So, how do Dillard’s recurring images and themes compare to the recurring themes that [hyptertext link] Wolfe uses (such as “the right stuff,” or “Flying and Drinking, Drinking and Driving,”)?

CLAIRE: Wolfe depicts recurring characters and ideas (mysterioso, bitchen, “the Life”) in "The Pump House Gang" with a satiric voice as to portray the indulgent lifestyle of the Gang. He wryly observes the individuals' lazed existence by poking fun at their perspectives and interactions. This differs with the tone of The Right Stuff, in which Wolfe examines the pilots' lifestyles and human nature, but in so doing observes them as idols and respectable heroes.

Dillard, however, uses recurring themes and images to string together different fragments of her life. She observes the world around her, seeking to participate more thoroughly in her environment. Her recurring ideas adhere these observations together.

Dillard expertly strings together observations about her world with reflections on her life. Her work simultaneously logs her perspective alongside her evaluation of her experiences. This contrasts with Wolfe's voice, which sardonically remarks and refrains from much personal reflection. What are the pros and cons of both approaches to narration? How does Dillard obtain authority as a narrator - through citing, through observing, through reflecting? How does Wolfe still obtain authority without using those techniques?

MICHAEL: Additionally, both Wolfe’s and Dillard’s text crucially depend on narrative voice to communicate their respective points. Although those voices are very different, in both books, style and substance are intertwined: Dillard, like Wolfe, would not be able to make her arguments without her distinctive prose stylings.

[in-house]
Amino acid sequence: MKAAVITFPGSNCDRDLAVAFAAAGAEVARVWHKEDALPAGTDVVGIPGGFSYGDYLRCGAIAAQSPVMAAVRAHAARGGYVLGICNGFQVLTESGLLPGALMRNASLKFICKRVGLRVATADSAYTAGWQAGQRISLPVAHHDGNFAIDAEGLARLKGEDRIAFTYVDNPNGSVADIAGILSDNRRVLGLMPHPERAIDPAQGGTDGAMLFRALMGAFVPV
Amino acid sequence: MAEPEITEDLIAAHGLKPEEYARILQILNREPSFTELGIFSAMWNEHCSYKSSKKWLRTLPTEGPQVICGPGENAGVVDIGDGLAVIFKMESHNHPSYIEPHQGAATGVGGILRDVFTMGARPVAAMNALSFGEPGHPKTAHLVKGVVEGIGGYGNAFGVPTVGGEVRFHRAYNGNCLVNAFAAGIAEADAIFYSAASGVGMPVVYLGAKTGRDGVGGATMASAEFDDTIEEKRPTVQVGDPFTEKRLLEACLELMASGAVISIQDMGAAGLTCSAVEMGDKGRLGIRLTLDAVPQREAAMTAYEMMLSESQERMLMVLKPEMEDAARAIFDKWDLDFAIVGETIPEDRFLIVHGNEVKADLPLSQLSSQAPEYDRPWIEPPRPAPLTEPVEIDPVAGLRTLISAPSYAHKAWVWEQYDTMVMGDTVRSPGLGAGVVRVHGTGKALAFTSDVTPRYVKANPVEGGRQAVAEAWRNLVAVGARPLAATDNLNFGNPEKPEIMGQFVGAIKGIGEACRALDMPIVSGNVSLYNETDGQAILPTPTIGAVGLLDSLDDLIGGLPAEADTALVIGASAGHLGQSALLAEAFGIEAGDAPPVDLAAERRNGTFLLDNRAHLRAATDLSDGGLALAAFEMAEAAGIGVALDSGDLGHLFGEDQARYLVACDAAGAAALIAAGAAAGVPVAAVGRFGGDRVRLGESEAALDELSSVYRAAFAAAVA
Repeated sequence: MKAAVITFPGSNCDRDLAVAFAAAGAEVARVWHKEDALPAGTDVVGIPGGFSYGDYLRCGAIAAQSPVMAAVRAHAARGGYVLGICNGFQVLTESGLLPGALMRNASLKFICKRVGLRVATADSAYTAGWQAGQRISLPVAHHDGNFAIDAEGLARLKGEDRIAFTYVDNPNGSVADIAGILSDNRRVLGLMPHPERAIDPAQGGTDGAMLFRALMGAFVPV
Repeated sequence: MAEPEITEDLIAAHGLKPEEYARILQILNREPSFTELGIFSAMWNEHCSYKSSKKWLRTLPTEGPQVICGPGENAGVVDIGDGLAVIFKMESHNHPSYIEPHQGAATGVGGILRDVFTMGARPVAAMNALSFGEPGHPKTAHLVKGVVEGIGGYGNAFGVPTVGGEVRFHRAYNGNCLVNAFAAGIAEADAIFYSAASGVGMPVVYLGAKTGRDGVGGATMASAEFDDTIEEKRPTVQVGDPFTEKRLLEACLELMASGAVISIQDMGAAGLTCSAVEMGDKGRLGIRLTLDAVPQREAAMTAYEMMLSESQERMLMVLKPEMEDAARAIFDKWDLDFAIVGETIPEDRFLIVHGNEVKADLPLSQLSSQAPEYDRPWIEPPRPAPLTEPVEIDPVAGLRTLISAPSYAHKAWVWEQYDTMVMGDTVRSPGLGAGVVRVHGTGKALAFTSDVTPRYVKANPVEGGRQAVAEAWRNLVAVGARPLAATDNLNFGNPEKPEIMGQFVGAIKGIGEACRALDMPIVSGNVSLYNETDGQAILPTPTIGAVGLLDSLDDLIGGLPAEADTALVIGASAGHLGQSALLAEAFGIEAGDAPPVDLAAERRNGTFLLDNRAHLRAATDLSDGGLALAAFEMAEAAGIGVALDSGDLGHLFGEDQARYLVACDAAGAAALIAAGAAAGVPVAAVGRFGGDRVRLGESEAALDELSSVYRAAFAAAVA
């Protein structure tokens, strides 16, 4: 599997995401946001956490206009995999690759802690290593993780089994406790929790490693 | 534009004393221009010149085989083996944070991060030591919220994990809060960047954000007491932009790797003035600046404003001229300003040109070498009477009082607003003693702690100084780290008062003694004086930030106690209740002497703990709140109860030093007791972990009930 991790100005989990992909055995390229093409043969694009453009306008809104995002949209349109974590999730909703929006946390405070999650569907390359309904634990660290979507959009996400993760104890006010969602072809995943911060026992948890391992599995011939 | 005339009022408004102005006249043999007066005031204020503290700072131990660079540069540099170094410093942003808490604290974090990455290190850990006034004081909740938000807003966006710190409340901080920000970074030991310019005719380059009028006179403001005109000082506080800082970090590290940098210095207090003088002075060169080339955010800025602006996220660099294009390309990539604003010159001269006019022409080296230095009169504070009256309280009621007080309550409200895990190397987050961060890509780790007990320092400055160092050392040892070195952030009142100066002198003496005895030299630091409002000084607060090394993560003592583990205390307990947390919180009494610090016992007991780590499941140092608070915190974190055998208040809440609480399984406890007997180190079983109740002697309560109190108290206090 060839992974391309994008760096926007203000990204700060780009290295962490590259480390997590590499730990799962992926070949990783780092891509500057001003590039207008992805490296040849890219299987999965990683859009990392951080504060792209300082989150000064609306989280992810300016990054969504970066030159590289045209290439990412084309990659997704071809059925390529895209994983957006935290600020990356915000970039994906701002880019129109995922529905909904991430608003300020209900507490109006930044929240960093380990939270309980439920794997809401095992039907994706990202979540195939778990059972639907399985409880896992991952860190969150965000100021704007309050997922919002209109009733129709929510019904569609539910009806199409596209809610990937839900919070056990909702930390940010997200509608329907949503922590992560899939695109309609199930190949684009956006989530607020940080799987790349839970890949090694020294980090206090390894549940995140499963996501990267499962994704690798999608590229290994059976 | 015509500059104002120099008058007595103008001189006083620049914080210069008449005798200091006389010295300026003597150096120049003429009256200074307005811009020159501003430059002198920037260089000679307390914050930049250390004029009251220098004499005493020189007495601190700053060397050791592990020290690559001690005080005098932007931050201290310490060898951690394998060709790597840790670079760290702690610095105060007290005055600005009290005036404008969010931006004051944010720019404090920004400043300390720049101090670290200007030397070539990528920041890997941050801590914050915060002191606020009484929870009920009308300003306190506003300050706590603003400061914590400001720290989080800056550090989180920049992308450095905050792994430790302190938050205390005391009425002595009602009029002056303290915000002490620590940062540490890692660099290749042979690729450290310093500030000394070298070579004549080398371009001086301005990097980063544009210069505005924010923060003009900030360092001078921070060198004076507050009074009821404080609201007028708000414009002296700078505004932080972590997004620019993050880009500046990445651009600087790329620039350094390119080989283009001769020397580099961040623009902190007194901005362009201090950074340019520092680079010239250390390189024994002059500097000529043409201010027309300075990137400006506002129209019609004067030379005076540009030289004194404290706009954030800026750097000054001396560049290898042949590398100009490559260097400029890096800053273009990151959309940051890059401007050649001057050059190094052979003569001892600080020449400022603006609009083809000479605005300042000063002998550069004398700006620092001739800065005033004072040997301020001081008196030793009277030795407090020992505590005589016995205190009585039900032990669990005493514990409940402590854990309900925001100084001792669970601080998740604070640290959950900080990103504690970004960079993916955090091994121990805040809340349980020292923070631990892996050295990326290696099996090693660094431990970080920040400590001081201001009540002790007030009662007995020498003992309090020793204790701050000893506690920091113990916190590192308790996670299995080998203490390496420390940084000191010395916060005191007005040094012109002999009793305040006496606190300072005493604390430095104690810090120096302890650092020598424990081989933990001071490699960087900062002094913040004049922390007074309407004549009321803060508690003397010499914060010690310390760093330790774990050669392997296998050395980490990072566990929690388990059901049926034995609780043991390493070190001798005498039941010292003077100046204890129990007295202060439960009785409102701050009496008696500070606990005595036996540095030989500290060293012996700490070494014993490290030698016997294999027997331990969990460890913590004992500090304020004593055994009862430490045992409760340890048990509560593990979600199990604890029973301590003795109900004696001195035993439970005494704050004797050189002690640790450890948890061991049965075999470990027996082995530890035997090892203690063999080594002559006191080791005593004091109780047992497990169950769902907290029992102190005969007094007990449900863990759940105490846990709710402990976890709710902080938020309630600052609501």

VINCENT: Annie Dillard’s Pilgrim at Tinker Creek reveals the author’s captivating voice, at once lighthearted and austere. Throughout her work, Dillard’s poetic reflections on the “beauty and grace” of the natural world precede simple, declarative statements that then lead into profound and provoking commentary on life. In the following passage, Dillard reflects on the irony of perception and sense, of meaning and action:

This is it, I think, this is it, right now, the present, this empty gas station, here, this western wind, this tang of coffee on the tongue, and I am patting the puppy, I am watching the mountain. And the second I verbalize this awareness in my brain, I cease to see the mountain or feel the puppy. I am opaque, so much black asphalt. But at the same second, the second I know I've lost it, I also realize that the puppy is still squirming on his back under my hand. Nothing has changed for him. He draws his legs down to stretch the skin taut so he feels every fingertip's stroke along his furred and arching side, his flank, his flung-back throat.